1. Remember when the Right said Obamacare had death panels while ignoring the ones that they lobby for.

  2. So let me get this straight. The guest admits, after he's retired and made all his money off the demise of many people, that it's all a scam? Typical psychopath – without conscience. Many already know it's been a scam. They lived it. Duh. He knew it was wrong back then but did nothing except get into a better paid position. This man has zero ethics and is greedy. This is the kind of people you promote on this channel? This guest must be totally and irreparably disconnected from his conscience. That's the American secret to wealth.

  3. “High deductibles” were invented by the same soul-less, defective demons that invented “usury”. And we’re giving ourselves a lot of credit when we compare ourselves to third world countries. More like fourth world. So much for winning WWII and being the most productive people on earth in the entire history of time.

  4. I see death panels in our future, but it will have nothing to do with insurance or healthcare. It will be a new kind of “winnowing”.

  5. I'm very grateful that no matter how broke I ever get, I'll never have to see his face in the mirror. I do however feel sympathy, because given that he demonstrably has a conscience, he has to suffer the guilt of his moral sins.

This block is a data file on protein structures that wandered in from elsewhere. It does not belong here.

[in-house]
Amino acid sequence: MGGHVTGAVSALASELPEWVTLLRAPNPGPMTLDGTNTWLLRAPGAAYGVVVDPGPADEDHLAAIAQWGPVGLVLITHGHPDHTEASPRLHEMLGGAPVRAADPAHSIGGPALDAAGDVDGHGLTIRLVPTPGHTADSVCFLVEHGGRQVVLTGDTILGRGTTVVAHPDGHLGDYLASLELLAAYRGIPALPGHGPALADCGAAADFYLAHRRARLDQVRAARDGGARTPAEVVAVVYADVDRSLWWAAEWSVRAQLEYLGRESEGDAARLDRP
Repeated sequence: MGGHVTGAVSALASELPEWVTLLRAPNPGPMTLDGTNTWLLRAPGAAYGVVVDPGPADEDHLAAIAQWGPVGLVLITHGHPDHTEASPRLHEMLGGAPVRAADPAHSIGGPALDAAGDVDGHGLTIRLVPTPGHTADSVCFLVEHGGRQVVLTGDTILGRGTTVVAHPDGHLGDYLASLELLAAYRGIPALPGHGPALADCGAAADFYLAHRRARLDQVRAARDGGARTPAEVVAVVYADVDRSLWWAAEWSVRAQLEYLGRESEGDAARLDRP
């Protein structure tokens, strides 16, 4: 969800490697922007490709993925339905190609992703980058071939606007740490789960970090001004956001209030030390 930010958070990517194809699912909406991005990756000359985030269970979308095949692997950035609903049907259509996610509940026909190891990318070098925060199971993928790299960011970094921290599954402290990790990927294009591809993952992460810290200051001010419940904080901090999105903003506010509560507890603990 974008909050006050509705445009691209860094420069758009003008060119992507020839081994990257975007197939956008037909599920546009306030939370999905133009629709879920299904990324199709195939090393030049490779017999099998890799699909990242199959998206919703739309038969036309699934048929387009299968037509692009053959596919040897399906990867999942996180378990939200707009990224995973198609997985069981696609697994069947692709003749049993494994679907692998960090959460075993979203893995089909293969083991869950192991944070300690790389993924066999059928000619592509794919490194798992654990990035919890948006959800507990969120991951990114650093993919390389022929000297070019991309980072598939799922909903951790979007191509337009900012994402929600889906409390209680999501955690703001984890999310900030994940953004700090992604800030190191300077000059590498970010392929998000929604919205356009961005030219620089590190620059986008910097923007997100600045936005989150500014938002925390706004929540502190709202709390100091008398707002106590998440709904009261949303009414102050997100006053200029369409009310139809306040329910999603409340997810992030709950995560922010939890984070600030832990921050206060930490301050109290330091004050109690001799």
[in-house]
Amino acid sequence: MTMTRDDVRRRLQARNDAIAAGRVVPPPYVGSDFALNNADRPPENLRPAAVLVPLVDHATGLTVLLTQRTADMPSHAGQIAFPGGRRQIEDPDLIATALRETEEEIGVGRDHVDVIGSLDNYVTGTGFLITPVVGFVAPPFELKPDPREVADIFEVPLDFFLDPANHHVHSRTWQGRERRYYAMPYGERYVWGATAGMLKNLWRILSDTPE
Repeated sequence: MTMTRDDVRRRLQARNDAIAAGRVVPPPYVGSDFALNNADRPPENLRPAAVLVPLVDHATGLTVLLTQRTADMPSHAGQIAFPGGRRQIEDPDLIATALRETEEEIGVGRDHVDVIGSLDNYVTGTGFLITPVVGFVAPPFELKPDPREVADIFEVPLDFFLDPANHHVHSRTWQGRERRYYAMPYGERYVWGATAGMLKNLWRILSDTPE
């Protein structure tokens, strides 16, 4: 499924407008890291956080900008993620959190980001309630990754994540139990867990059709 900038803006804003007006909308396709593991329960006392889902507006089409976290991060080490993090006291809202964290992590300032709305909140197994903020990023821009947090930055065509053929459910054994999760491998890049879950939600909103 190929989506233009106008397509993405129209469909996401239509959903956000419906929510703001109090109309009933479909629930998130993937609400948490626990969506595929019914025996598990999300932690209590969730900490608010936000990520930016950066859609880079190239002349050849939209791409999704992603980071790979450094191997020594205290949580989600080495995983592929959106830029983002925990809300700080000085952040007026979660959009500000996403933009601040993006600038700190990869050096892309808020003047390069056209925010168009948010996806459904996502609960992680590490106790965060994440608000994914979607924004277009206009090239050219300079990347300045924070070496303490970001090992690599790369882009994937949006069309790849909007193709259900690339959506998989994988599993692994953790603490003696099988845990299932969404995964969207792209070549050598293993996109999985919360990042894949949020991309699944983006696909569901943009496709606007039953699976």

6. Even if we move to Medicare for All it is still drastically too expensive. According to a recent video on this channel it would "only" save 3.3% of GDP. We are already close to 20% when other countries like the UK spend 7% and have everyone insured. This calculation basically assumes that prices with hospitals and doctors will not be renogotiated. But that is exactly what has to be done. 2/3 of Americans can't pay for medical expenses and it's a huge burden. Why are they allowed to charge prices most people cannot even remotely pay for and that are far above those in other industrialized countries? The medical lobby and all the workers they employ are a huge lobby to deal with and they will never want to give up these earnings. So as a result it's not even debated. Only Dean Baker dares to even talk about this.

  7. A friend of mine worked at a call center that was a large employer in our area. They have since closed this location but the main customer was health insurance companies and their job was to deny every claim possible. They are average high school dropouts working for minimum wage, or just over, making taking calls from patients!